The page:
Fear: Soldiers and Emotion in Early Twentieth-Century Russian Military Psychology

Plamper, Jan. 2009. Fear: Soldiers and Emotion in Early Twentieth-Century Russian Military Psychology. Slavic Review, 68(2), pp. 259-283. ISSN 0037-6779 [Article]

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This article provides an analysis of the locus of fear in military psychology in late imperial Russia. After the Russo-Japanese War and the 1905 Revolution, the debate coalesced around two poles: "realists" (such as the military psychiatrist Grigorii Shumkov) argued that fear was natural, while "romantics" upheld the image of constitutionally fearless soldiers. Jan Plamper begins by identifying the advent of modern warfare (foreshadowed by the Crimean War) and its engendering of more and different fears as a key cause for a dramatic increase in fear-talk among Russia's soldiers. He links these fears to literature, which offered—most prominently in Lev Tolstoi's "Sevastopol Sketches" (1855)—some of the vocabulary soldiers could use to express their fears. Mikhail Dragomirov's fear-centered military theory during the Great Reforms was the next milestone. Plamper closes by sketching the history of fear after World War I, from Iosif Stalin's penal battalions to the rehabilitation of military psychology under Nikita Khrushchev and beyond.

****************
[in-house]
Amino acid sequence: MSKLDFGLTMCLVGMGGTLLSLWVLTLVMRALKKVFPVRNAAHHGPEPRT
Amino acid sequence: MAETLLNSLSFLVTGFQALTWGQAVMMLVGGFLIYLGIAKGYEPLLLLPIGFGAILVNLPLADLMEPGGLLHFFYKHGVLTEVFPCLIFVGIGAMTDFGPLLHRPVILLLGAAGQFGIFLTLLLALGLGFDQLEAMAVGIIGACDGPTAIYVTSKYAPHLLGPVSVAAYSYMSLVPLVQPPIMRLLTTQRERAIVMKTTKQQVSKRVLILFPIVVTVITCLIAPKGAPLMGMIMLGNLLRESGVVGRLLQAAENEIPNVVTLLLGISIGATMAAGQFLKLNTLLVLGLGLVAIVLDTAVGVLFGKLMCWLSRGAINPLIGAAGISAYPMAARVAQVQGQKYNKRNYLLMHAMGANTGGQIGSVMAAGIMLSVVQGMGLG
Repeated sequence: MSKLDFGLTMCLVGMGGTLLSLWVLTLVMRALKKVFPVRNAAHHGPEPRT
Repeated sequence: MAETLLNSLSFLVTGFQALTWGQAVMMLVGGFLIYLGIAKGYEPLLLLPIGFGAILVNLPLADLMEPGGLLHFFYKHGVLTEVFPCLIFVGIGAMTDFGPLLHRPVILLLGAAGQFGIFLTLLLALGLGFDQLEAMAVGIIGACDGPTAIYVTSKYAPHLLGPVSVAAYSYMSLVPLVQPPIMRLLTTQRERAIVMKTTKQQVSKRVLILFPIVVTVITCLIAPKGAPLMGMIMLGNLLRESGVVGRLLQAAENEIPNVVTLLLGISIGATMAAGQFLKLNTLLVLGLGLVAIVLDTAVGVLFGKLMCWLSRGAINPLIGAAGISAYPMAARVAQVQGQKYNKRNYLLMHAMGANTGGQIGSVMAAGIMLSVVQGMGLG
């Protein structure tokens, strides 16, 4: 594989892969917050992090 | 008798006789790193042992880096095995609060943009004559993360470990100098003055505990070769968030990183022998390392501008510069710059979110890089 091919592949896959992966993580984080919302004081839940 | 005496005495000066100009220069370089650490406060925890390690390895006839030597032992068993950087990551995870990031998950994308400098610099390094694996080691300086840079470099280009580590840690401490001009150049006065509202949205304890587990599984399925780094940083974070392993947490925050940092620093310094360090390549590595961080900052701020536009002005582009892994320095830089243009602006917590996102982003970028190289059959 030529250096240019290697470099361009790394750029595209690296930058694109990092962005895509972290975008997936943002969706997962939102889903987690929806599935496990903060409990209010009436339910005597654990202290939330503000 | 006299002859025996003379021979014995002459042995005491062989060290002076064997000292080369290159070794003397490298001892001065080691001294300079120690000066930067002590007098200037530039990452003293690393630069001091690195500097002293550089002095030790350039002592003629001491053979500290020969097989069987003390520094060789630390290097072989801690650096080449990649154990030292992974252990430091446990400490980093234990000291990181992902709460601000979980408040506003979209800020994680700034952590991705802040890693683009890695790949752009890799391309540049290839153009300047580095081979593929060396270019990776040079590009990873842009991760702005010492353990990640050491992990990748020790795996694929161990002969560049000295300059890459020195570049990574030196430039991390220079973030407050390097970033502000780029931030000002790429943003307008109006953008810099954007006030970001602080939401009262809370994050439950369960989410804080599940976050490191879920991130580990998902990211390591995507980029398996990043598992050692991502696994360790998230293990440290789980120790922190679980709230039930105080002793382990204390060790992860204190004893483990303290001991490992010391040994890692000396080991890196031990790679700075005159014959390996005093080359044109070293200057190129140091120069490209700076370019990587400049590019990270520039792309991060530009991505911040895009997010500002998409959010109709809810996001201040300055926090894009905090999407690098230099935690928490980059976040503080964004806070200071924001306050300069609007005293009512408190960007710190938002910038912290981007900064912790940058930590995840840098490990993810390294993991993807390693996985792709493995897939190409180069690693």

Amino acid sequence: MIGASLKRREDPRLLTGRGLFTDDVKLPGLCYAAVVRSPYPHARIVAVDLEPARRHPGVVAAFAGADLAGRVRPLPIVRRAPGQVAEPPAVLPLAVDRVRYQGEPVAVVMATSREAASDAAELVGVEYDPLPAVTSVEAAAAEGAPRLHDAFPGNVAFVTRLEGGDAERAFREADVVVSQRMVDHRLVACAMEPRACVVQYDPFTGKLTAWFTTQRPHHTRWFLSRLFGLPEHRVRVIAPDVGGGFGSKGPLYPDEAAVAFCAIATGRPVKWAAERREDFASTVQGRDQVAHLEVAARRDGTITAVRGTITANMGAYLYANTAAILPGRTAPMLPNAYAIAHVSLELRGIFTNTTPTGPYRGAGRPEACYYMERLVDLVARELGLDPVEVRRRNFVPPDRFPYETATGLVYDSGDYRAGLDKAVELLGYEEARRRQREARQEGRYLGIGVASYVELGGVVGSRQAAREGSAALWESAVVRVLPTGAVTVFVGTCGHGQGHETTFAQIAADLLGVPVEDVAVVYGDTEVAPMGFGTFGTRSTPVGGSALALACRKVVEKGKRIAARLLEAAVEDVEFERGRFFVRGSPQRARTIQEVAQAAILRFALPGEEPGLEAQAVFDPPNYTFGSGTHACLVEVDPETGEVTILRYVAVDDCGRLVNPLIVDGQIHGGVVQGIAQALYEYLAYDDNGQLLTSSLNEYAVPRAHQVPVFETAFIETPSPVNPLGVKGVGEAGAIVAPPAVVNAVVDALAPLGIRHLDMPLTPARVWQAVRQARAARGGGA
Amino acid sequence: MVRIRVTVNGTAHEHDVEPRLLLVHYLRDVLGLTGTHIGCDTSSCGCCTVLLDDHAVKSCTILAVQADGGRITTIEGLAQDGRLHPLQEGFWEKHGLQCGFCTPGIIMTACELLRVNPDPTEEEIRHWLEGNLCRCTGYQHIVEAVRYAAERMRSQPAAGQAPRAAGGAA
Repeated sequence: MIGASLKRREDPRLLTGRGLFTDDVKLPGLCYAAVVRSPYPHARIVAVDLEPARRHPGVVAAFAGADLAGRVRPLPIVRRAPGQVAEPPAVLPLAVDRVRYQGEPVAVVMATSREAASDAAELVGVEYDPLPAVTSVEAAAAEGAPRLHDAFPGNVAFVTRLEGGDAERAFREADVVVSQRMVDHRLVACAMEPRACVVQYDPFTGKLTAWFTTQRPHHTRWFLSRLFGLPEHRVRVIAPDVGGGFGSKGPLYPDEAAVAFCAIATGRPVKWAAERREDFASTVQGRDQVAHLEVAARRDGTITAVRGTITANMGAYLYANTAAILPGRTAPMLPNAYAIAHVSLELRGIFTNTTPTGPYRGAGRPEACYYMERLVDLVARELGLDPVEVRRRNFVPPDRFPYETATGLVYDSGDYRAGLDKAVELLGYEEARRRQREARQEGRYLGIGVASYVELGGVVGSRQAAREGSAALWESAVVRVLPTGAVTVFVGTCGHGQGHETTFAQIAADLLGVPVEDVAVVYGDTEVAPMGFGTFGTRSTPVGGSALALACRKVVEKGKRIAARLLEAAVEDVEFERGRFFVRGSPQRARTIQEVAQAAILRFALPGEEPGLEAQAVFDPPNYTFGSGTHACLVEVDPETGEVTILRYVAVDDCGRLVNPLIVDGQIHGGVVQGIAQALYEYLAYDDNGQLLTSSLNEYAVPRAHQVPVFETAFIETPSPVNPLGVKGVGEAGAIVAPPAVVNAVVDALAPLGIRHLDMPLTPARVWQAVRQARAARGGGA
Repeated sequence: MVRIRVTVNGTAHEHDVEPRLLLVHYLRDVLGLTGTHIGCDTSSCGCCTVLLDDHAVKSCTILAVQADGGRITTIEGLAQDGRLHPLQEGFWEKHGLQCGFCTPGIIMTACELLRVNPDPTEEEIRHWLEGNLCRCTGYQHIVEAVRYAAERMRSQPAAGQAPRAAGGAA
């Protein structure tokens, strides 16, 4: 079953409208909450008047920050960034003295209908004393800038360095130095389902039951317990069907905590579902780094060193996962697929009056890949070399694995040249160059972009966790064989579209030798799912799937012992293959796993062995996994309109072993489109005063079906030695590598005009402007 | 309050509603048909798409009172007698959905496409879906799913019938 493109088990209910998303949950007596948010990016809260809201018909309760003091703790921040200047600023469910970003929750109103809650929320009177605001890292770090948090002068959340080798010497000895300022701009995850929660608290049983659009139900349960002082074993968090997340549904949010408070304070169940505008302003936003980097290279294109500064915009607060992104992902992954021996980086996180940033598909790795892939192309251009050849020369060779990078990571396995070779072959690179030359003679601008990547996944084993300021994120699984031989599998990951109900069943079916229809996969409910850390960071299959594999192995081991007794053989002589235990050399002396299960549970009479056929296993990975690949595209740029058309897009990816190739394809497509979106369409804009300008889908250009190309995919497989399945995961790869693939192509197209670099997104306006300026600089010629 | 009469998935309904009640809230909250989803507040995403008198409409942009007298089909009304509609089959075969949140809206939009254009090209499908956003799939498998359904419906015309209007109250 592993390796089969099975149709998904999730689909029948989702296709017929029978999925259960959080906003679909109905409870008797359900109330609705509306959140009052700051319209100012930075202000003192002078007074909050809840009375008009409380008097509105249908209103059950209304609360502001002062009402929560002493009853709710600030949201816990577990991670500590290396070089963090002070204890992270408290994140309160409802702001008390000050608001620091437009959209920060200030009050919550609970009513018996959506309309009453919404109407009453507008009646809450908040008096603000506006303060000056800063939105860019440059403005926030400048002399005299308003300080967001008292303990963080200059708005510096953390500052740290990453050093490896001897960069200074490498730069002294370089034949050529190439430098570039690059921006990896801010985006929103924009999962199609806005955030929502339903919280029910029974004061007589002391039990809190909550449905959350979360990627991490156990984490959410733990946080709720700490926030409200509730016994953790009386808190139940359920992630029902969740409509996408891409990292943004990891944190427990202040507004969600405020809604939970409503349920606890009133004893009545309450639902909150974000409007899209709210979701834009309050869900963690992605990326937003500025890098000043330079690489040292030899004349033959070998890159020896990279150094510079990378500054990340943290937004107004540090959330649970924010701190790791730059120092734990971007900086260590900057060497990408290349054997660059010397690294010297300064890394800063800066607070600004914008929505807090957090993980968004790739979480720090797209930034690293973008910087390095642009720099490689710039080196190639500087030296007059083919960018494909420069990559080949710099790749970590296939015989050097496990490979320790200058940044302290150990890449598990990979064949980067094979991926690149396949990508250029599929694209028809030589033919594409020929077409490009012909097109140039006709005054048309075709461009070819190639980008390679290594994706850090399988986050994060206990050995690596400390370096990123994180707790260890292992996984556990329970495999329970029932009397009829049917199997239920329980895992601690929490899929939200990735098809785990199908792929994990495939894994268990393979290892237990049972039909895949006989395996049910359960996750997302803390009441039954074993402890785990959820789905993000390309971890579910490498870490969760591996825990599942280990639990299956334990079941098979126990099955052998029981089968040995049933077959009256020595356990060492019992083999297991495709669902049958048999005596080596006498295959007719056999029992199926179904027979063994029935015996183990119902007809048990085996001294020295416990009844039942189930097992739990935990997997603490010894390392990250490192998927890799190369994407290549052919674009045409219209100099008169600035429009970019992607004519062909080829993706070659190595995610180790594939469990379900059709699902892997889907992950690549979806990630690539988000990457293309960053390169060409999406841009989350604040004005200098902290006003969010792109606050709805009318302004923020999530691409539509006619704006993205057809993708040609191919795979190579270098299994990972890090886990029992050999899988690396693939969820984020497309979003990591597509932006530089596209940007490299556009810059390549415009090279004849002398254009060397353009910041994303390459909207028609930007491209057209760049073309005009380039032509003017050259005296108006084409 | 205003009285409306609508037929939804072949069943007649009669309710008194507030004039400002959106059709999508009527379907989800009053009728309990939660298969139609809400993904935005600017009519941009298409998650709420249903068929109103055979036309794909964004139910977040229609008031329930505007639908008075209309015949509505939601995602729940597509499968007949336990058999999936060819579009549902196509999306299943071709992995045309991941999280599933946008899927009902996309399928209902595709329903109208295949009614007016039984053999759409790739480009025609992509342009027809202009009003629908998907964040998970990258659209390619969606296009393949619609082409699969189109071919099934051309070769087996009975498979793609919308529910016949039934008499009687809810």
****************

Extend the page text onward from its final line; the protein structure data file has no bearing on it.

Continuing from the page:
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Research Office > REF2014



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Date Deposited:

10 Oct 2013 09:31

Last Modified:

27 Jun 2017 10:28

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Yes, this version has been peer-reviewed.



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